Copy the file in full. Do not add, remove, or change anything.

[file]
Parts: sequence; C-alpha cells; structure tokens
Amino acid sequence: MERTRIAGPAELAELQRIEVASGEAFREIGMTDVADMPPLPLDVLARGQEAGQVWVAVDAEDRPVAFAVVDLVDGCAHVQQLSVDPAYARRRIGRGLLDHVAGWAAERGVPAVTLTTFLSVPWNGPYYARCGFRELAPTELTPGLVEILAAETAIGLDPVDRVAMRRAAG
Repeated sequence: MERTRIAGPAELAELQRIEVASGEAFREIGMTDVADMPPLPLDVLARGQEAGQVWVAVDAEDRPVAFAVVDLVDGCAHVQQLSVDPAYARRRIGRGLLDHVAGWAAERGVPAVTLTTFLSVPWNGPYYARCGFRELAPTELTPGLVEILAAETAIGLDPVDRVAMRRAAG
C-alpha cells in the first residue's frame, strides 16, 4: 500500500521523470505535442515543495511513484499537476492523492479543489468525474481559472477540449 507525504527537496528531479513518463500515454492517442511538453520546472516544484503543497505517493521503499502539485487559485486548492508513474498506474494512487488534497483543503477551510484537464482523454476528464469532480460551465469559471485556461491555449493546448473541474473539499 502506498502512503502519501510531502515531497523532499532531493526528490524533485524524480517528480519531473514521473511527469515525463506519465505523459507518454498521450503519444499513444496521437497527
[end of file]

Parts: sequence; C-alpha cells; structure tokens
Amino acid sequence: MERTRIAGPAELAELQRIEVASGEAFREIGMTDVADMPPLPLDVLARGQEAGQVWVAVDAEDRPVAFAVVDLVDGCAHVQQLSVDPAYARRRIGRGLLDHVAGWAAERGVPAVTLTTFLSVPWNGPYYARCGFRELAPTELTPGLVEILAAETAIGLDPVDRVAMRRAAG
Repeated sequence: MERTRIAGPAELAELQRIEVASGEAFREIGMTDVADMPPLPLDVLARGQEAGQVWVAVDAEDRPVAFAVVDLVDGCAHVQQLSVDPAYARRRIGRGLLDHVAGWAAERGVPAVTLTTFLSVPWNGPYYARCGFRELAPTELTPGLVEILAAETAIGLDPVDRVAMRRAAG
C-alpha cells in the first residue's frame, strides 16, 4: 500500500521523470505535442515543495511513484499537476492523492479543489468525474481559472477540449 507525504527537496528531479513518463500515454492517442511538453520546472516544484503543497505517493521503499502539485487559485486548492508513474498506474494512487488534497483543503477551510484537464482523454476528464469532480460551465469559471485556461491555449493546448473541474473539499 502506498502512503502519501510531502515531497523532499532531493526528490524533485524524480517528480519531473514521473511527469515525463506519465505523459507518454498521450503519444499513444496521437497527